Former Tucson DJ recalls JFK assassination, aftermath

It was about 11:30 in the morning and I was driving to my political science class at the University of Arizona. During the day I was getting my college degree. At night I was a disc jockey at KTKT radio. KTKT was the hottest station in town. It was a Top 40 format and had more audience than all the other stations combined. 

This day I sat at the traffic light on Broadway at Wilmot traveling west. I was listening to my station, KTKT. There was a Kinney Shoe commercial on the air. All of a sudden Lloyd Couch, the News Director, interrupted the commercial with a news bulletin. You never interrupted a commercial. Any bulletin could wait a few seconds to make sure you got those few extra bucks in the coffers. But, not this news bulletin.

His first “flash” was that shots had been fired at President Kennedy’s motorcade in Dallas and that apparently he was hit. I was stunned. As I drove west on Broadway, Lloyd kept up with the bulletins until he announced that President John F. Kennedy was dead. 

I arrived at class and the students were just milling around the professor, Dr. Conrad Joyner (who would later become a Pima County Supervisor) with shocked looks on their faces. Girls were crying. Somebody went out and brought in a television set and we watched Walter Cronkite provide the details of the murder and the search for the gunman. After a while, Dr. Joyner said there would be no class, so we all went our separate ways.

I decided to go to the radio station, a magnet for any radio guy at a time like this. When I got there, the three executives were in the production studio having a meeting. Phil Richardson, Station Manager, Frank Kalil, Assistant Manager, and Jerry Stowe, Program Director. The President of The United States had just been shot and they were deciding what to do on the air.  How does a local station respond; what is appropriate until at least the state funeral was over? 

The question was asked, “How can we go ahead and play rock and roll music during this time of national tragedy and mourning?” The answer was, “We can’t.”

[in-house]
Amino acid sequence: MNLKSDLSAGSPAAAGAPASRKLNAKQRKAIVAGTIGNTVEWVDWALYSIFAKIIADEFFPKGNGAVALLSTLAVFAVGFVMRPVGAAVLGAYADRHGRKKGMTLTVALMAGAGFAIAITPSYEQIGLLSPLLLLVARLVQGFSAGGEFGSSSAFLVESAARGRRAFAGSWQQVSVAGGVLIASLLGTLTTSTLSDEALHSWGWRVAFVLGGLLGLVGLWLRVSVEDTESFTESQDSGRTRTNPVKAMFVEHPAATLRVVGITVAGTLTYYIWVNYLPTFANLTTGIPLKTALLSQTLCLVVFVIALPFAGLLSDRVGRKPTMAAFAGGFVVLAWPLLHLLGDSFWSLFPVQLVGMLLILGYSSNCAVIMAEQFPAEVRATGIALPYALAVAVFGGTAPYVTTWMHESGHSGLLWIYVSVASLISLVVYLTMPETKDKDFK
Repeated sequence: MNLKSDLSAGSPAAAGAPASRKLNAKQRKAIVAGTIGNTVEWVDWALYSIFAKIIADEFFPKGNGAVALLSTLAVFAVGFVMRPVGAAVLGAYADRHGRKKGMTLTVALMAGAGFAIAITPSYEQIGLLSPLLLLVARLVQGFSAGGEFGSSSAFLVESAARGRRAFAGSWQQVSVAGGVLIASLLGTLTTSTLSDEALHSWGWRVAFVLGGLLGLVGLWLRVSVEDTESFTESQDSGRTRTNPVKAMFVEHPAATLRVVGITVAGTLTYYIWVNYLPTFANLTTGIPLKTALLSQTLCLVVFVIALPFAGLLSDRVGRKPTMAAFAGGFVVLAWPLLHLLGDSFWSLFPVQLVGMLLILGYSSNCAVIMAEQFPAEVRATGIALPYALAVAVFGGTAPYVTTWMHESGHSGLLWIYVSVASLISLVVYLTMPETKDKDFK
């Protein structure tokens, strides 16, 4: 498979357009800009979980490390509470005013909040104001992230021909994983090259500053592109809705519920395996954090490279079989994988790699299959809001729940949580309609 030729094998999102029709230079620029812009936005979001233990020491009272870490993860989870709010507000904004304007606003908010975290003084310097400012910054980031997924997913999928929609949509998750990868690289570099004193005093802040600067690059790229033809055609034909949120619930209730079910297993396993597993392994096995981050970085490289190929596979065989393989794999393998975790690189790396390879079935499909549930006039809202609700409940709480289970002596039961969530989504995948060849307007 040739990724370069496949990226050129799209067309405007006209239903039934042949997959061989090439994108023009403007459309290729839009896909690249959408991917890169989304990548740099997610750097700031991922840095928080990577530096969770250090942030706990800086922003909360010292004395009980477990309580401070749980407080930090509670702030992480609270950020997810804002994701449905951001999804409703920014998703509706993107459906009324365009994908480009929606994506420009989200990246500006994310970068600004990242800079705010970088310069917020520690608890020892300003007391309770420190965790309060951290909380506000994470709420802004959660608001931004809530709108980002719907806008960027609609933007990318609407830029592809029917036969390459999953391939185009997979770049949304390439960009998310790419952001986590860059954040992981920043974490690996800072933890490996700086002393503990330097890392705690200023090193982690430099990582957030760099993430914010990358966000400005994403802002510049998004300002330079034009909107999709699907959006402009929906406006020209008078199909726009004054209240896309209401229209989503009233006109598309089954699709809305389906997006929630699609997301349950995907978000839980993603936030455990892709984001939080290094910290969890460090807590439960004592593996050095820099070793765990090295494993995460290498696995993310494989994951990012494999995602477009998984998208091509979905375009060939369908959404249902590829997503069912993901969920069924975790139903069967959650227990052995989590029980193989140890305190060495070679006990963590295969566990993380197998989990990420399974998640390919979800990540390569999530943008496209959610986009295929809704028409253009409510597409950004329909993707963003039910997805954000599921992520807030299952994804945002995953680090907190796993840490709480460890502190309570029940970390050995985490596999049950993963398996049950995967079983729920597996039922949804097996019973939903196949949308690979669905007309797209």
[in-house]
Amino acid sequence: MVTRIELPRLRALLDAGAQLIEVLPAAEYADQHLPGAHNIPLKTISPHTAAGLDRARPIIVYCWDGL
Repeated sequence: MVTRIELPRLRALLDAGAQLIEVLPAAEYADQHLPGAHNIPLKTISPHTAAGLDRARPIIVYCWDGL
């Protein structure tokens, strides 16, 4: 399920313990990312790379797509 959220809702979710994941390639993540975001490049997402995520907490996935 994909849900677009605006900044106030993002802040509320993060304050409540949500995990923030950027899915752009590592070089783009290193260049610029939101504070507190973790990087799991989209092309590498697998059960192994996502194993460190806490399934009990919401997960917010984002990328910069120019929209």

They all agreed to stop the top 40 format immediately and start playing patriotic tunes until after the funeral. It sounded like a wise choice at the time, and certainly seemed “the right thing to do.”

The problem was there just weren’t that many patriotic songs. We were hard pressed to come up with more than five or six. The Program Director, Jerry Stowe, went out to Rubitom’s Records on Speedway and came back with a couple of albums, shaking his head. 

For the next four days on the air, instead of Elvis Presley, or Chuck Berry all you heard were symphony orchestras, marching bands, and military choral groups. The selections included “America”, “America The Beautiful”, “My Country Tis of Thee”, “Columbia Gem of the Ocean”, “Battle Hymn of the Republic”, and of course, “The Star Spangled Banner”.  

Over and over again for four days. Lee Greenwood hadn’t even recorded “God Bless The USA” yet. Sure, the assassination was depressing, but listening to KTKT made it even worse. 

Finally, on Tuesday night, we were airing our regular programming. Fats Domino and Bobby Vinton were back. But, there was a memo from the program director eliminating some songs from the play list because they could be considered in bad taste. Two I remember were “Long Tall Texan” by Murray Kellam (self explanatory) and “Down at Papa Joe’s” by The Dixiebelles (JFK’s father was known as Papa Joe). And, no more cuts from Vaughan Meador’s comedy album, “The First Family” (comic impersonations of the Kennedys). 

I often wonder what rock stations would do today if a president was assassinated. I hope we will never find out. But, I’m absolutely sure that they wouldn’t do what we did. However, In retrospect, it was the right thing to do in 1963.

(Editor’s Note: Ray Lindstrom is now 72, retired, in Oro Valley.)

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